The start of the comparative hearing process was delayed until December 1.[28] Weeks before then, on October 20, the Supreme Court of the United States put a freeze on the move of channel 8 to the Quad Cities when it agreed with WIRL-TV that the Peoria deintermixture matter should be reviewed for possible interference in light of an undue influence scandal plaguing the FCC. WIRL-TV had claimed that Robert S. Kerr, a senator from Oklahoma and a stockholder in another Peoria TV station, had exerted influence in favor of deintermixture.[29] The channel 8 hearing process for the Quad Cities continued and was rescheduled again for January 26, 1959.[30] On the second day of hearings, Iowa-Illinois dropped out, citing the lengthy proceedings.[31] Channel 8 hearings continued through 1959.[32]

FCC hearing examiner Charles J. Frederick delivered an initial decision in April 1960 favoring Community Telecasting Corporation.[33] Illiway and Moline Television appealed, calling into question evidence presented about the experience of Community's proposed general manager.[34] The applicants submitted final oral arguments to the FCC in early June 1961,[35] and later that month, the commission announced that it had chosen not to follow the examiner's recommendation and award the channel to Moline Television instead.[36] The change was criticized by Peoria representative Robert H. Michel, who charged FCC chairman Newton Minow with political motives in the decision because he knew one of the principals in Moline Television.[37] Community asked the FCC to reopen the record,[38] but the commission issued a final decision in favor of Moline Television on May 16, 1962.[39]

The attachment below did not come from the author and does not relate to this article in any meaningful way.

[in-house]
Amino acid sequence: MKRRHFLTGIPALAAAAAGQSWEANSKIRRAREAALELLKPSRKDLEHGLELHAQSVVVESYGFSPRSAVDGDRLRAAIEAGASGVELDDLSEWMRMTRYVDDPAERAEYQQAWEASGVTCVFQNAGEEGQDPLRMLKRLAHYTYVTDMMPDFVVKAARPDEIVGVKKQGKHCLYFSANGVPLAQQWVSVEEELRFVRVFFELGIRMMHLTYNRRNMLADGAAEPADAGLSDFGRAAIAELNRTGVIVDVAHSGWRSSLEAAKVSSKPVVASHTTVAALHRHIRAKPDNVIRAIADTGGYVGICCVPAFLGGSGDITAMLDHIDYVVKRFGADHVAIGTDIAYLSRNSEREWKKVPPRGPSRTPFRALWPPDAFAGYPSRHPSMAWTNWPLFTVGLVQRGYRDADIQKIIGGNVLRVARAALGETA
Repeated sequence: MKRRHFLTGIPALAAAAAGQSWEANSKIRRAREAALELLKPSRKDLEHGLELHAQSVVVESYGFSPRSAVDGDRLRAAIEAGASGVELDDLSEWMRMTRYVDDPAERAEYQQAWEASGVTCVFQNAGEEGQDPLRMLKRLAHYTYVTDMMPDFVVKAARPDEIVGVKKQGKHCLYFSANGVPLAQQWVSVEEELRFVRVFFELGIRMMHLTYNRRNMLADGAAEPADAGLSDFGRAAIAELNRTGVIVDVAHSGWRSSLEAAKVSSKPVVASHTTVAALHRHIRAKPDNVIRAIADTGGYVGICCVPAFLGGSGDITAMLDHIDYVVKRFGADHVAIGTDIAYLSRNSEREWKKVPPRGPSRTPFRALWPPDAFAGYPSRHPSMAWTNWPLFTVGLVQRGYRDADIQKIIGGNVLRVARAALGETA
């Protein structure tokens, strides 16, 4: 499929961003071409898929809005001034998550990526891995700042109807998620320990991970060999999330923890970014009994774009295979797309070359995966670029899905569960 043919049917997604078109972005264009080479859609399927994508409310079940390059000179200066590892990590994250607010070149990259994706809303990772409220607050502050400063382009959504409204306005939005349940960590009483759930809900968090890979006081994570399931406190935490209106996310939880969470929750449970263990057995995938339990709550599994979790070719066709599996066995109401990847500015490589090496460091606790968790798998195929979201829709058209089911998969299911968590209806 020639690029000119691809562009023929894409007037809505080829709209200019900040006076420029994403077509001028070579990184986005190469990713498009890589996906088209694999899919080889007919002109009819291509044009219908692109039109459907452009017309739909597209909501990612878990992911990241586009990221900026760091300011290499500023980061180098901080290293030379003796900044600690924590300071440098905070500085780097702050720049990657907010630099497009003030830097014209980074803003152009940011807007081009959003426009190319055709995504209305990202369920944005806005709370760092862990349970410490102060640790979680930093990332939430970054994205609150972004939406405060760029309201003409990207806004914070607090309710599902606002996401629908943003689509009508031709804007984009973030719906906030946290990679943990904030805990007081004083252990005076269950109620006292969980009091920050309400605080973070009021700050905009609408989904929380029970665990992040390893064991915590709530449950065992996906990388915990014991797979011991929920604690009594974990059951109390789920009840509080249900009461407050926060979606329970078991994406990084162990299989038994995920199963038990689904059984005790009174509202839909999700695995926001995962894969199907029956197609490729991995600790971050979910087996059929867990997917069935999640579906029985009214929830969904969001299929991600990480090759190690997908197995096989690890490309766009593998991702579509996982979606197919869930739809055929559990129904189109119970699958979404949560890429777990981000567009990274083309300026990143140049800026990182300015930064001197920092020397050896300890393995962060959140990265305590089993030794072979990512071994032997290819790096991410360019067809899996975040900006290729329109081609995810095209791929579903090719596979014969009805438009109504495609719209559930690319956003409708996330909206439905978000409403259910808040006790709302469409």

Construction and early years

Even though Moline Television was approved for the construction permit, it still had to face potential appeals from losing applicants as well as the resolution of the underlying channel allocation case, which affected Peoria and Springfield, Illinois. In July 1962, the FCC ruled on changes for Springfield[40] and reaffirmed its move of channel 8 to the Quad Cities.[41] Moline Television officials announced that they would be able to have channel 8 in operation in early 1963,[42] but they were not given permission to begin construction activities until December.[43]